High school swim teams will compete in district meets this week. Due to COVID-19 protocols, Districts 7-6A, which includes Allen and Plano ISD, and 5-6A, which includes Lewisville ISD, are conducting their boys and girls district swim meets on separate days.

When the nine swim teams in District 7-6A convene at Don Rodenbaugh Natatorium on Thursday, it’ll not only be the first high-profile meet of the season for several of the student-athletes in action. It’ll also be the first time some of those swimmers have competed against one another in person.

This week marks the start of the high school swimming postseason — the first of three rounds of competition as teams battle for a spot at next month’s UIL state meet in San Antonio. Getting there figures to be a bit more challenging than in years past.

“The whole thing has been different. There’s no way around it. No year has ever been like this,” said Brent Mitchell, Allen head coach.

As part of its revisions to the 2020-21 athletics calendar due to the COVID-19 pandemic, the UIL has reduced the number of qualifying spots for its regional and state swim meets. Only the top four finishers in each event will advance from district to regionals, compared to the top six in previous years, and the number of automatic qualifying bids from regionals to state has been trimmed from two to one. In addition to the first-place finisher in each regional race, the next eight fastest times around the state will qualify as well.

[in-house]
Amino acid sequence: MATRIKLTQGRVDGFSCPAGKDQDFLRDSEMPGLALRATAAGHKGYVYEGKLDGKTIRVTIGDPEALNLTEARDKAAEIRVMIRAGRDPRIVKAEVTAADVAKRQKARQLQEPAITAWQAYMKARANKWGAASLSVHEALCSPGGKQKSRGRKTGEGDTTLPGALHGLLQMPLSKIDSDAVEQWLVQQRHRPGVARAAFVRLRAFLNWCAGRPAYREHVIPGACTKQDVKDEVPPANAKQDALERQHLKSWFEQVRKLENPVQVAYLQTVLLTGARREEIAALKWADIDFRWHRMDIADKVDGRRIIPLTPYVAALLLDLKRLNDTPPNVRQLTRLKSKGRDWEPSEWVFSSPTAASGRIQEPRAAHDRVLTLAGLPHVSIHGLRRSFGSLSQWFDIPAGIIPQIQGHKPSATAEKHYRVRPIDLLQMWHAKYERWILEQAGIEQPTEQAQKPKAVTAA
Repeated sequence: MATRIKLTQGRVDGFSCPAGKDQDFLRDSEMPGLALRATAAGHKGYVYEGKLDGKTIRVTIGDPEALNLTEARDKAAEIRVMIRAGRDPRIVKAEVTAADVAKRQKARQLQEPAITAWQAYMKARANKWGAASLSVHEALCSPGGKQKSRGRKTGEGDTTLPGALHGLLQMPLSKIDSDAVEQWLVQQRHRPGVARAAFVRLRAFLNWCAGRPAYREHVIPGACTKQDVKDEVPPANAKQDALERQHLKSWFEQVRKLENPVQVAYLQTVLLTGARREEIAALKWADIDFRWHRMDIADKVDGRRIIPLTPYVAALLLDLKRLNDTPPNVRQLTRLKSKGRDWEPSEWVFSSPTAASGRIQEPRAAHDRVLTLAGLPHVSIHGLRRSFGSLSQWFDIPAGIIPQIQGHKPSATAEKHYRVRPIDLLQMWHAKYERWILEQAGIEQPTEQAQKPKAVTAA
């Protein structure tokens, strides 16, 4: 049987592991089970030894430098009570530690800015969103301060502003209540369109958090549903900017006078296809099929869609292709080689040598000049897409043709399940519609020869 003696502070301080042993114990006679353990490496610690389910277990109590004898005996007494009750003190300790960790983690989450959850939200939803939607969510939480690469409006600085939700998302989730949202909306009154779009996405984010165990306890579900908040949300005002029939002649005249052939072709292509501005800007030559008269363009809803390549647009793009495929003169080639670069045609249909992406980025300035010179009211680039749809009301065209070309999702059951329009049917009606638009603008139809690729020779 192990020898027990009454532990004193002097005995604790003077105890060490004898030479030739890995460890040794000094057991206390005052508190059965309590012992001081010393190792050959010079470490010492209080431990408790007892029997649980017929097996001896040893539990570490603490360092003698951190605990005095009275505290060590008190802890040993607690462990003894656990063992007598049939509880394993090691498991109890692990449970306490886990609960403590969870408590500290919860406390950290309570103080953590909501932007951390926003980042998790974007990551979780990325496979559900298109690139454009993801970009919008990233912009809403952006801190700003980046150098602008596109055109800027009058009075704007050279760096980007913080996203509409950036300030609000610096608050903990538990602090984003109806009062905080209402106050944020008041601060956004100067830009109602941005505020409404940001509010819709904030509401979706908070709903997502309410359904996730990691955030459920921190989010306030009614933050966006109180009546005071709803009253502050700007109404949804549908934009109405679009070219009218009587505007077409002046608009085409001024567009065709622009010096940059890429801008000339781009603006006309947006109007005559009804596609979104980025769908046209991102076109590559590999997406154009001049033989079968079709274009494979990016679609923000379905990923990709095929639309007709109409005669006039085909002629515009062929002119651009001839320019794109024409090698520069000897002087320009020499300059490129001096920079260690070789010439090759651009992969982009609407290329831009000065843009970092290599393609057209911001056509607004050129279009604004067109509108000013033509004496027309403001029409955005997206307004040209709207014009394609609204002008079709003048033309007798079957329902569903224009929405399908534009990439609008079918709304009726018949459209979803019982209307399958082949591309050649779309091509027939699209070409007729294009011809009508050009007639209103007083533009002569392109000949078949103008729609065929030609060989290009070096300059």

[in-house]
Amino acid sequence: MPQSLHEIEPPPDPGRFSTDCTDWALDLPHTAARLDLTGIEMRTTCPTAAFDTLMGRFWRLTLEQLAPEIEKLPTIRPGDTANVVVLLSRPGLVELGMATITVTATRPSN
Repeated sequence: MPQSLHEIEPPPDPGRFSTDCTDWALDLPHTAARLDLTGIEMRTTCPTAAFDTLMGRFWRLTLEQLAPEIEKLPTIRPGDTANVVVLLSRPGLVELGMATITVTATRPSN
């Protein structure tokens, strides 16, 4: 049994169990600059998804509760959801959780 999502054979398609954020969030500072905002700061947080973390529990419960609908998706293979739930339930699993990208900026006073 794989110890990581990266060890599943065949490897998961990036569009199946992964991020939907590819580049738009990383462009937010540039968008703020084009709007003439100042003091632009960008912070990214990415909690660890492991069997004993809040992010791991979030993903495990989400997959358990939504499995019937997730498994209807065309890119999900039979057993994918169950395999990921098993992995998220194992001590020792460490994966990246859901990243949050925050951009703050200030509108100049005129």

It’s an added layer of importance for this week’s round of district meets, many of which are being split into separate days for the boys and girls competitions due to capacity and social distancing parameters within the swim facilities. An uptick in urgency should be anticipated as well, with qualifying spots at a premium in districts that rank among the faster leagues in the state like in 5-6A with Lewisville ISD and Southlake Carroll or 7-6A with Allen, Plano ISD, McKinney ISD and Prosper.

“I think there will be more intensity at this meet than usual. I think it’s going to have more of a regional feel,” Mitchell said. “Typically, you get six out and now it’s only four. So there are going to be a lot of kids who might advance in a normal year that’ll be sitting on the outside looking in. You’ll have a lot of kids that could go to state that have made it in the past but who might not make it out.”

In some cases, simply getting to the postseason is a victory as teams navigate competition during a pandemic. Those circumstances have dealt each sport on the UIL calendar its own set of challenges, including high school swim teams that have battled a lack of competition, roster size reductions and limitations on training time. A program like Plano East has encountered all three. 

“Our day-to-day is 100% different,” said Lena Harrington, East head coach. “Due to facility restrictions, because we’re at a city facility (Rowlinson Natatorium), our practice time has the kids getting 150 minutes per week whereas they used to get 450 minutes. We’re operating at about 33% of time in the water compared to a year ago.